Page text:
RALEIGH, N.C. (BP)–“Annie” was a troubled 10-year-old who had suffered abuse and abandonment. The state of North Carolina became her mom and dad and she lived in several foster homes. Her last foster mother led the love-starved girl to the Lord and asked me several months ago while pastoring in eastern North Carolina if I would disciple her in preparation for baptism and church membership. I joyfully baptized Annie, and the entire church family fell in love with little Annie and Annie fell in love with us.
Several weeks later, I received a frantic call from Annie’s foster mom when Social Services was about to place Annie in a permanent adoption into a Mormon family. Her soon-to-be-dad was the president of the local ward.
Immediately, I contacted the director of Social Services to find out if anything could be done to stop the placement. He said the state usually tried to place children in homes with the same religious background, but many times they had to settle for families with a similar background. Annie’s case worker was an active Methodist and the director of Social Services an active Baptist, and both of them erroneously believed the difference between a Baptist and a Mormon was analogous to the differences between a Baptist and a Methodist.
I quickly corrected their thinking by pointing out just a few of the key differences and pleaded with them to stop the placement. I even offered to literally guarantee another suitable family for adoption if he would stop this one.
The director was mortified by their error but was unwilling to rescind the placement for legal reasons. The process had just gone too far. He said there were only two things that could stop the placement: The adopting parents could withdraw their offer or Annie could decline perhaps her last chance to have a real mom and dad. Neither event seemed likely.
After consulting with Annie’s foster parents and with the knowledge of the director of Social Services, I asked Annie to come to my office with her foster mother. I spent about an hour with her explaining the main differences between Baptist beliefs and Mormon beliefs. I showed her that Baptists and Mormons have a different view of God, a different view of Jesus, a different view of Scripture and a different way of salvation. I told her that I would love her and help her even if she joined a Mormon family.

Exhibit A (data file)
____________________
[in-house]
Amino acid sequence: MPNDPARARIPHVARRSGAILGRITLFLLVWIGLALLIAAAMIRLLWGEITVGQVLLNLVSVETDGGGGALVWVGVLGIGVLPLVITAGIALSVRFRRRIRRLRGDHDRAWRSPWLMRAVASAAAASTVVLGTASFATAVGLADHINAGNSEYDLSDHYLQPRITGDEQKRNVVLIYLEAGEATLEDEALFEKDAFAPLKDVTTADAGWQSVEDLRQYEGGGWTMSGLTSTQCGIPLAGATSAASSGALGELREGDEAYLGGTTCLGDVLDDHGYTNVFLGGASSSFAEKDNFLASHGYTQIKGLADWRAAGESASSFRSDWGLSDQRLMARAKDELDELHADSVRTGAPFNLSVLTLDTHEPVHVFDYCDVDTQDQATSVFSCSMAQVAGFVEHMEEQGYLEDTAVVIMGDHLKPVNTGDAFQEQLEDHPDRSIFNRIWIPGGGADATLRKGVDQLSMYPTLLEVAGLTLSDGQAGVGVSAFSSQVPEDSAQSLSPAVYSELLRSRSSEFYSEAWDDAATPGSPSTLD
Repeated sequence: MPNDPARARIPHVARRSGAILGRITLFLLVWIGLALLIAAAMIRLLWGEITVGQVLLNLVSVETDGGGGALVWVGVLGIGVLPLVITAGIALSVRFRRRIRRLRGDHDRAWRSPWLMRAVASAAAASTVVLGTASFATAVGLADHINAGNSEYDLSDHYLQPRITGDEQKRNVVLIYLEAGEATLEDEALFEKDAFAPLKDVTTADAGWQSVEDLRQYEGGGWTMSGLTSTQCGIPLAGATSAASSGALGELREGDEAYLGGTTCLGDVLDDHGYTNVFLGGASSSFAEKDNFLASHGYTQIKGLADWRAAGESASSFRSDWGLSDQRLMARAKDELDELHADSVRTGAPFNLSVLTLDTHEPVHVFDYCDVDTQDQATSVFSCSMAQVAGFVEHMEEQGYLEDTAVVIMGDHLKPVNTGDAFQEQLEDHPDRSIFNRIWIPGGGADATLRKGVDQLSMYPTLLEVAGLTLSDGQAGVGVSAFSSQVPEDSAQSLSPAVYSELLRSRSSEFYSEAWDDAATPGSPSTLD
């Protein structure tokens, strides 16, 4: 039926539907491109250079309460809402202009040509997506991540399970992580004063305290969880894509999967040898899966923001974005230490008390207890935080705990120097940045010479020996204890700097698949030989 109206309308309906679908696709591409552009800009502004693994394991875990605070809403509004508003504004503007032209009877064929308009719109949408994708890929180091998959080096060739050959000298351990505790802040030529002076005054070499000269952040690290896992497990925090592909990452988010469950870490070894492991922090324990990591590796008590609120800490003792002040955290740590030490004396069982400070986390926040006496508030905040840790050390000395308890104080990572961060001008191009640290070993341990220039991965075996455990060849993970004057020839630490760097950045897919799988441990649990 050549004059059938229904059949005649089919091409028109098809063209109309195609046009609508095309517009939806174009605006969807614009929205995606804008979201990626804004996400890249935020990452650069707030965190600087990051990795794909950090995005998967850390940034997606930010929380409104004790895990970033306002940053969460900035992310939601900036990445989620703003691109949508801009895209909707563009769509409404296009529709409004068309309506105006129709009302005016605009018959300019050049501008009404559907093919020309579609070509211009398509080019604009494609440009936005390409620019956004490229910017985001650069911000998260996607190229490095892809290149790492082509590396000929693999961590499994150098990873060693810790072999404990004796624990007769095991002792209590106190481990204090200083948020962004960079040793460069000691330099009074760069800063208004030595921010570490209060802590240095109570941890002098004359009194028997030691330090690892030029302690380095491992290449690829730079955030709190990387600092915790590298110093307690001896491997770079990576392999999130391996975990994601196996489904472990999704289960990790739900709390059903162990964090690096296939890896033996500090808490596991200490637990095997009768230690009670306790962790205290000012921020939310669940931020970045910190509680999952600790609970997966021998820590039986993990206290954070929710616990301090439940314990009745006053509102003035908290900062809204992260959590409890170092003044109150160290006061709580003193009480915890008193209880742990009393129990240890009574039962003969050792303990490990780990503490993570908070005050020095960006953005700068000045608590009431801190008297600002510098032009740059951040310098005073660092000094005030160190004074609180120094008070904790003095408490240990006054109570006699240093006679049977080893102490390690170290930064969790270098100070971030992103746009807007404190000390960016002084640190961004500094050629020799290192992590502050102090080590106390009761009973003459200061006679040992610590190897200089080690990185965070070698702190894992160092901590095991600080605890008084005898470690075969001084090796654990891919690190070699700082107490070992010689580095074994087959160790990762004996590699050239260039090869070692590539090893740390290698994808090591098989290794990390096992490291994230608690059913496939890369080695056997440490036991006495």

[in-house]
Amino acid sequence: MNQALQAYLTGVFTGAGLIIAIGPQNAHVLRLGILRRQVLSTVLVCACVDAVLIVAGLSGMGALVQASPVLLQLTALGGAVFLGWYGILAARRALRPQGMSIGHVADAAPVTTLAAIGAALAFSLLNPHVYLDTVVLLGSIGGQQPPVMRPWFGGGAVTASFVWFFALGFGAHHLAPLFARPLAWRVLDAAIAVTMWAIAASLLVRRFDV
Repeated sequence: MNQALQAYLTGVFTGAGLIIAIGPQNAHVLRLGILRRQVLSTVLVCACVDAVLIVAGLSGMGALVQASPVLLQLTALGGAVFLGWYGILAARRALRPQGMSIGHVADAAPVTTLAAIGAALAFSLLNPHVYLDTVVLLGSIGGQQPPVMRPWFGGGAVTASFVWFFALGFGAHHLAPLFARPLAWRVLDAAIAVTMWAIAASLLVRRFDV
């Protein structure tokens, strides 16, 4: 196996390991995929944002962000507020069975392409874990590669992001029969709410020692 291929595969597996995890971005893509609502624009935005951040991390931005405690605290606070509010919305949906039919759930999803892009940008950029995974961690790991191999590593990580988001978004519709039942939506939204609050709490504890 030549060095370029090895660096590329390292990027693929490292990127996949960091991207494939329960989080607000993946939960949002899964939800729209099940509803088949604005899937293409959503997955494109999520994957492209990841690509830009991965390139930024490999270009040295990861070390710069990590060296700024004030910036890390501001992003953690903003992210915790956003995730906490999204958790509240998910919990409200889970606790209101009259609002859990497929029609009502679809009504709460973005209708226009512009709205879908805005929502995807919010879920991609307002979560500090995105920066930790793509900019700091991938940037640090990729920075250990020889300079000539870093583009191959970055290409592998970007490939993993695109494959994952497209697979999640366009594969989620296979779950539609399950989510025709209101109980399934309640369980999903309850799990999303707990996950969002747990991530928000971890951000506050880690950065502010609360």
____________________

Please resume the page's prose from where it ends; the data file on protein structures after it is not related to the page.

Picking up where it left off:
I am relieved to report that Annie chose the genuine God, the genuine Jesus, the genuine Scriptures and the genuine plan of salvation over a permanent mom and dad.
I am frightened, however, that this near tragedy almost happened because of a gross misunderstanding of Mormon beliefs and practices.
However, the Lord blessed little Annie a few months later when he gave her permanent parents who were followers of the genuine Jesus. Praise the Lord!
Are interfaith issues really that important? Should interfaith education be a deliberate part of every child, youth and adult training program in every church in North America? Ask Annie or the state adoption agency workers. Reflect for a moment on what might have been. Worse, reflect for a moment on what has already been: massive devastation wrought by deception. Annie chose the truth over a real mother’s touch. The least we can do is pledge to give others the chance to choose truth.
Carrigan is an interfaith witness evangelism national missionary based in Raleigh, N.C., with the North American Mission Board of the Southern Baptist Convention.